Pianist Jean-Yves Thibaudet, the Seattle Symphony’s first artist in residence, dazzled on Sunday afternoon in a challenging piano recital of Schumann and Ravel. Next stop for his program: Carnegie Hall.

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One of the nicest things Ludovic Morlot has ever done for Seattle is his appointment of pianist Jean-Yves Thibaudet as the Seattle Symphony Orchestra’s first-ever artist in residence this season.

That new role has brought the French-born Thibaudet here for some important events, from judging the symphony’s first piano competition to appearing with Morlot and the orchestra in the September opening-night gala. On Sunday afternoon, Thibaudet produced one of his most remarkable works thus far — a dazzling piano recital that he’ll repeat at Carnegie Hall in New York on Nov. 11.

The program, half Schumann and half Ravel, asks just about everything of a pianist, including poetry, intelligence, artistic flexibility and high-level technical chops. And it asks even more: the ability to take some deceptively easy pieces, ones that every amateur pianist plays at home, and polish them into little miracles of subtlety that guarantee you’ll never see or hear “Träumerei” or “Pavane for a Dead Princess” in quite the same way again.

Thibaudet takes the familiar and molds it into something so exquisitely nuanced that you finally realize the true worth of these often-butchered little gems. He has the rare ability to make listeners reconsider repertoire and hear the music in a new way — a gift indeed.

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The 54-year-old pianist, an established star, is long past the point where he needs to prove himself, but this recital may well have surpassed even his fans’ expectations. The opening work, Schumann’s “Kinderszenen” (“Scenes from Childhood”), emerged in a dreamy reverie in which the keys were not so much struck as coaxed into sound. The little “scenes” were minor miracles of subtlety, deftly characterized, clearly elucidated and artfully pedaled.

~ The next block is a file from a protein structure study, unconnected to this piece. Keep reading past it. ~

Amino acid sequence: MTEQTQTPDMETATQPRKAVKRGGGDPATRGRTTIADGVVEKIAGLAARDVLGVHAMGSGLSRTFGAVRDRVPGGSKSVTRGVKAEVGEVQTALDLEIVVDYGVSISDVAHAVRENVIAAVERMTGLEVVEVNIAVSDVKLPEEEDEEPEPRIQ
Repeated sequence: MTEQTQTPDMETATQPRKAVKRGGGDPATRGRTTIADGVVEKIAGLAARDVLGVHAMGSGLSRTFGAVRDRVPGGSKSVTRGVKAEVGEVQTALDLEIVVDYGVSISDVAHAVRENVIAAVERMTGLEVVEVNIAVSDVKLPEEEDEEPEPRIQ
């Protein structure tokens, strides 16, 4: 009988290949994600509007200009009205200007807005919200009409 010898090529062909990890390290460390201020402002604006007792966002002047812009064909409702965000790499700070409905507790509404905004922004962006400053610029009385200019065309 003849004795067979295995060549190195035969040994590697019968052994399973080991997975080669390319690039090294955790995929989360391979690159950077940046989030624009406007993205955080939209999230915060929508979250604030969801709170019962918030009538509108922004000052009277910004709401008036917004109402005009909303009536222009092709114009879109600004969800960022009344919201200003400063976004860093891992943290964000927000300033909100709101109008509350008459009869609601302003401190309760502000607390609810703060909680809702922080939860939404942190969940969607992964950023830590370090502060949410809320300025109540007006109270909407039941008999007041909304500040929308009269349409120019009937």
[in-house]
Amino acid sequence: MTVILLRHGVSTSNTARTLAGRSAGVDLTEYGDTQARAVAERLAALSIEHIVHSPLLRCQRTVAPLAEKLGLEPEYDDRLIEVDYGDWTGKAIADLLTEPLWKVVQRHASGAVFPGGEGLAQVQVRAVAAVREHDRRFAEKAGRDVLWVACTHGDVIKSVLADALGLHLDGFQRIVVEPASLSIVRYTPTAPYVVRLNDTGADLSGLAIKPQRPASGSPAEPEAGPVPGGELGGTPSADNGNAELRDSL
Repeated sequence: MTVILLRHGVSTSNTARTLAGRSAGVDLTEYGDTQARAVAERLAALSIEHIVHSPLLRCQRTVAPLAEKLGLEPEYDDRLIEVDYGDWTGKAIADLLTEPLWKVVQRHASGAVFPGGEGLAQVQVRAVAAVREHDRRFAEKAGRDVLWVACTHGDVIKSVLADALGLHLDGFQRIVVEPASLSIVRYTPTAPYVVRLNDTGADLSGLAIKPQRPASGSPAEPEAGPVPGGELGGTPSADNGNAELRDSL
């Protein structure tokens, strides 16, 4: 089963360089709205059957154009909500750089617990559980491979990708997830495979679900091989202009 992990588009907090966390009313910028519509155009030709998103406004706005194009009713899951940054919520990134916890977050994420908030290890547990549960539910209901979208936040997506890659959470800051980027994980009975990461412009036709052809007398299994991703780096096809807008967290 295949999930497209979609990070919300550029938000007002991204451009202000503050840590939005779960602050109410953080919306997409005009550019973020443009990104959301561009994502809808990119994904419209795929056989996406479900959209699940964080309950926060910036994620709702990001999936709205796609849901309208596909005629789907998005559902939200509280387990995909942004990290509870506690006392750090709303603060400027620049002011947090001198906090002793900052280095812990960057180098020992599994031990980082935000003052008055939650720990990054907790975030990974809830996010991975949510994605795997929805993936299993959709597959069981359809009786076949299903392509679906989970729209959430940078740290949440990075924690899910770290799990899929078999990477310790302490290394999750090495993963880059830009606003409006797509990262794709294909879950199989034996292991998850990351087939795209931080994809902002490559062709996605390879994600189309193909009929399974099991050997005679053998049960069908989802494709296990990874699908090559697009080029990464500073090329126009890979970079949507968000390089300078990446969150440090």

Thibaudet was more powerfully dramatic in Schumann’s Piano Sonata No. 1. Here, he alternated a headlong urgency with more reflective sections, which emerged with the mysteriously veiled touch that Thibaudet does so well.

The second half was all Ravel, with the deceptively simple “Pavane for a Dead Princess” and the glittering “Miroirs,” which consists of five brilliantly colored virtuoso pieces that require not only technical finesse, but the ability to paint a musical picture: mournful birdsong, a gently rocking boat, the castanets and strumming guitar of a serenade. Thibaudet excels in creating these descriptive nuances. You could practically smell the salt air and feel the waves during “Une barque sur l’océan.”

The finale, “Alborada del Gracioso,” brought the audience to its feet with a well-earned ovation. Thibaudet met the resounding applause with three encores — and a kiss for the Steinway grand piano, one the artist obviously loves. He played three beautiful miniatures: Brahms’ eloquent Intermezzo in A Major, Op. 118, No. 2; Chopin’s F Major Etude, Op. 25. No. 3; and the elegantly simple Schubert/Strauss “Kupelwieser” Waltz in G-Flat Major.